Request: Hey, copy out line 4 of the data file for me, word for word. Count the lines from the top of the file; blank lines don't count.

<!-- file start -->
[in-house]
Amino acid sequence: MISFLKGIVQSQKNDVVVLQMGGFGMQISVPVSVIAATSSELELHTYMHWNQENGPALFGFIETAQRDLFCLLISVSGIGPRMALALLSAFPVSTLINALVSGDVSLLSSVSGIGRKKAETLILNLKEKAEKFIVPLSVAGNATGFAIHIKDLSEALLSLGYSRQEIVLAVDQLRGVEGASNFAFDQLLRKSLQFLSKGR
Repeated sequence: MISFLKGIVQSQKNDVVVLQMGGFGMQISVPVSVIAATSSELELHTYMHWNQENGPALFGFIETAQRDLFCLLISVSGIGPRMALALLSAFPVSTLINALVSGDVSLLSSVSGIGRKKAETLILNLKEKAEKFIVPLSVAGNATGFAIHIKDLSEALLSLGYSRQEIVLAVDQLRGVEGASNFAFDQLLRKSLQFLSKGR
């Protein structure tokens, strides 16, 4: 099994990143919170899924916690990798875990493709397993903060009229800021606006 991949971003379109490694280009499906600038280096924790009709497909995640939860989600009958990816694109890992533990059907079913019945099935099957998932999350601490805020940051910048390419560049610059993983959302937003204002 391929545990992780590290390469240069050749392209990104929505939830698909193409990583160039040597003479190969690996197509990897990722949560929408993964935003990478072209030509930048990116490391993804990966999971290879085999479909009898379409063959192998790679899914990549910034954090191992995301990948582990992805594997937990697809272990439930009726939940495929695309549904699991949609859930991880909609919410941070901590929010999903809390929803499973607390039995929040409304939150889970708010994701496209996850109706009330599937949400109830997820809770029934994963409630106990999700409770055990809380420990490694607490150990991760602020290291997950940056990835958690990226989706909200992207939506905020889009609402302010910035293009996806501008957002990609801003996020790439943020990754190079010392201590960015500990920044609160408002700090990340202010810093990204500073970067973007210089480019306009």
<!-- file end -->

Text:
């Protein structure tokens, strides 16, 4: 099994990143919170899924916690990798875990493709397993903060009229800021606006 991949971003379109490694280009499906600038280096924790009709497909995640939860989600009958990816694109890992533990059907079913019945099935099957998932999350601490805020940051910048390419560049610059993983959302937003204002 391929545990992780590290390469240069050749392209990104929505939830698909193409990583160039040597003479190969690996197509990897990722949560929408993964935003990478072209030509930048990116490391993804990966999971290879085999479909009898379409063959192998790679899914990549910034954090191992995301990948582990992805594997937990697809272990439930009726939940495929695309549904699991949609859930991880909609919410941070901590929010999903809390929803499973607390039995929040409304939150889970708010994701496209996850109706009330599937949400109830997820809770029934994963409630106990999700409770055990809380420990490694607490150990991760602020290291997950940056990835958690990226989706909200992207939506905020889009609402302010910035293009996806501008957002990609801003996020790439943020990754190079010392201590960015500990920044609160408002700090990340202010810093990204500073970067973007210089480019306009």